Italy: with new PM, immigrants worry
The election of Italy’s first female Prime Minister has raised fears among the country’s immigrants about what the future holds.
Is there a reason for them to be concerned?
The founder of the Fratelli d’Italia (Brothers of Italy), Giorgia Meloni, will be Italy’s first female Prime Minister. For the first time since Benito Mussolini’s overthrow during World War II, her election last month will shift the nation to the far right. According to its website, The Brothers of Italy (founded by Meloni), is a national-conservative populist party opposed to undocumented immigration. “What happens when voters can’t find work? They blame migrants”, an immigrant said.
What are the PM’s plans?
One of the main subjects of Meloni’s campaign was to restrict immigration. Meloni advocated stronger border restrictions and suggested setting up centers under the jurisdiction of the European Union to examine refugee claims. According to 2018 poll findings, 35% of Italians – an increase of 17 percentage points from 2014 – consider immigration to be one of the most pressing challenges facing their nation.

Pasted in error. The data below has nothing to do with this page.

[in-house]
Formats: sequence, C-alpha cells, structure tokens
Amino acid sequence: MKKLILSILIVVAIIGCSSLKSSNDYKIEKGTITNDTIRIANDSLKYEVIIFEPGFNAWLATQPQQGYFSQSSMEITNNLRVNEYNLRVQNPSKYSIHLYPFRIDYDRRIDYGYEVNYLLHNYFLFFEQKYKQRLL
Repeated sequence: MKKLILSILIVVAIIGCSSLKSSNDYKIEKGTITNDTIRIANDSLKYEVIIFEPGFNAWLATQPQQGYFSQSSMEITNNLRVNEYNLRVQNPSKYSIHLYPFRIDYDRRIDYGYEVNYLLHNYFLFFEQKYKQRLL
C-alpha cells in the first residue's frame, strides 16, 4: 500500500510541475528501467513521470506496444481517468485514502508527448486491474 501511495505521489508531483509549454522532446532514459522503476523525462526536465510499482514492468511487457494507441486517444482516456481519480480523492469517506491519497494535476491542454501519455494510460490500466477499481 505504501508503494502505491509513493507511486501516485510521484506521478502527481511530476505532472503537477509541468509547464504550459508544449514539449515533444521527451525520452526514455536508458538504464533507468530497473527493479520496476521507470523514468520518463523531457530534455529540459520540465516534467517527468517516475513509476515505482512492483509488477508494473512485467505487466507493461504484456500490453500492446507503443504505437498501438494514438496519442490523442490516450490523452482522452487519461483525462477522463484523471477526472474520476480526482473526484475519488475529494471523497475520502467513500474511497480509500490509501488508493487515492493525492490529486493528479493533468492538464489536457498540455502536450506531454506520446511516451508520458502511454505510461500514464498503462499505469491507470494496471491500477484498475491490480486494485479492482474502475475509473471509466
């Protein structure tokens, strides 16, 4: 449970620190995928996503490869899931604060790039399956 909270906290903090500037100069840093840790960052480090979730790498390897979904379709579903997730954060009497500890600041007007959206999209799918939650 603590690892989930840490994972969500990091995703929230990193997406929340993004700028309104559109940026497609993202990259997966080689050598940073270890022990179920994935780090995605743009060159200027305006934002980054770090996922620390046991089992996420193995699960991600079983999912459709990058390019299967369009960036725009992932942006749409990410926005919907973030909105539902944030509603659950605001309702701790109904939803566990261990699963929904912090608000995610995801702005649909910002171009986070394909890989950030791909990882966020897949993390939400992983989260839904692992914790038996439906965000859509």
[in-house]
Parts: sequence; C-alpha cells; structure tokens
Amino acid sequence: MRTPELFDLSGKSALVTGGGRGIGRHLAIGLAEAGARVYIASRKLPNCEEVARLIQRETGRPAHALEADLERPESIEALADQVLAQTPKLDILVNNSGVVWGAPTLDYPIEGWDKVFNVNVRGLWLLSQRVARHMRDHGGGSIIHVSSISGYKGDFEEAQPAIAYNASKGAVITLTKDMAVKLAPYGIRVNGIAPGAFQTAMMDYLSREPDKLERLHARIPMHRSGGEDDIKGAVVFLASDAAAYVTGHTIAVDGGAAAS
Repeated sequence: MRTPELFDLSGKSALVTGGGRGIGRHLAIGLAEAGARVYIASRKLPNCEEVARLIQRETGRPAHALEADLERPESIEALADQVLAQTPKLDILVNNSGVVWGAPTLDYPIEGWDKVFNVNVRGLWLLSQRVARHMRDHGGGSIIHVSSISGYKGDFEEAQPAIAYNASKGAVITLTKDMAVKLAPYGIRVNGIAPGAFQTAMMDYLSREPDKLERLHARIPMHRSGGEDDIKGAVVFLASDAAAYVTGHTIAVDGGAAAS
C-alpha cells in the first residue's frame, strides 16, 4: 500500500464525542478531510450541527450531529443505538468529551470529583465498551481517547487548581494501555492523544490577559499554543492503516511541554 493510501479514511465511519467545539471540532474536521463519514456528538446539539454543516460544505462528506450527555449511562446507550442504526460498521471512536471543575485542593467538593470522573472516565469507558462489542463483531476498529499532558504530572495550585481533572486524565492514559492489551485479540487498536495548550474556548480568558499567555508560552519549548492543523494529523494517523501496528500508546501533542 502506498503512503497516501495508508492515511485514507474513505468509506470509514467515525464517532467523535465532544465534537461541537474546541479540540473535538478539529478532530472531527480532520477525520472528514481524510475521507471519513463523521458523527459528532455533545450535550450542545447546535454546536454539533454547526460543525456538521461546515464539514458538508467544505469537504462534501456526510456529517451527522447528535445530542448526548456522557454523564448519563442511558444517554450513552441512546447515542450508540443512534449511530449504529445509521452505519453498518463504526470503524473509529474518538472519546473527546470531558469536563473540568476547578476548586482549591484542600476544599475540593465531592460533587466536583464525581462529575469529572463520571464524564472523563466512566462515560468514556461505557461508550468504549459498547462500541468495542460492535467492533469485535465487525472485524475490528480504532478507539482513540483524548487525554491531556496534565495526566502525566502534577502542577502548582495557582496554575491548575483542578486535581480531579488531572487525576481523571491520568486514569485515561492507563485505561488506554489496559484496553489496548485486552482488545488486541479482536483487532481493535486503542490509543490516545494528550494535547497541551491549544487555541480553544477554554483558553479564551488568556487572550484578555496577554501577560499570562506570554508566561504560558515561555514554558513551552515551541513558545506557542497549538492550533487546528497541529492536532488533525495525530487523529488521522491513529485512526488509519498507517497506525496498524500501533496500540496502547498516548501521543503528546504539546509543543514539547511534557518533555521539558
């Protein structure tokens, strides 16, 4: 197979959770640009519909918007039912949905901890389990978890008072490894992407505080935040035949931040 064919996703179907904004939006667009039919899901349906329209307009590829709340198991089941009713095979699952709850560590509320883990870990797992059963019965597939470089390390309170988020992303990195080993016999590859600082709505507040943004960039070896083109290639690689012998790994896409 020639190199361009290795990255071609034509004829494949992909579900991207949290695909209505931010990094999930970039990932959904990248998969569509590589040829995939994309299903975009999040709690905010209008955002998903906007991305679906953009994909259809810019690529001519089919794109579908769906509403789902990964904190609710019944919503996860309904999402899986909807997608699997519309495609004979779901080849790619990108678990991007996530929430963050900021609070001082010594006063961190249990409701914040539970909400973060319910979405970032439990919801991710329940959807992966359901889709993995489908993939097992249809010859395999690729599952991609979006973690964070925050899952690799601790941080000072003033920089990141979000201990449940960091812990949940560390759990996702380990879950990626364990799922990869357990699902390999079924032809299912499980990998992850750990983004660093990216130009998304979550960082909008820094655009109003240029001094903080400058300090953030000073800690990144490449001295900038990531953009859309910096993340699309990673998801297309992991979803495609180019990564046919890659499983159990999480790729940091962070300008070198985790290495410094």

How is immigration a problem?
Many believe that Italy’s unemployment challenge is worsened by immigration. After Spain and Greece, Italy had the third-highest unemployment rate in the EU as of August, at 8.1%. According to the most recent census records, there are roughly 5 million people living in Italy who were not born there, accounting for less than 9% of the 59.2 million people who call the country home. The new PM has referred to pro-immigration measures as part of a conspiracy by the left-wing to “replace Italians with immigrants”.
To stop “illegal departures” to Italy, Meloni has called for a “naval blockade” at sea. She opposed the “Ius Scholae” law, which would have given citizenship rights to children under the age of 12 who immigrated to Italy for schooling.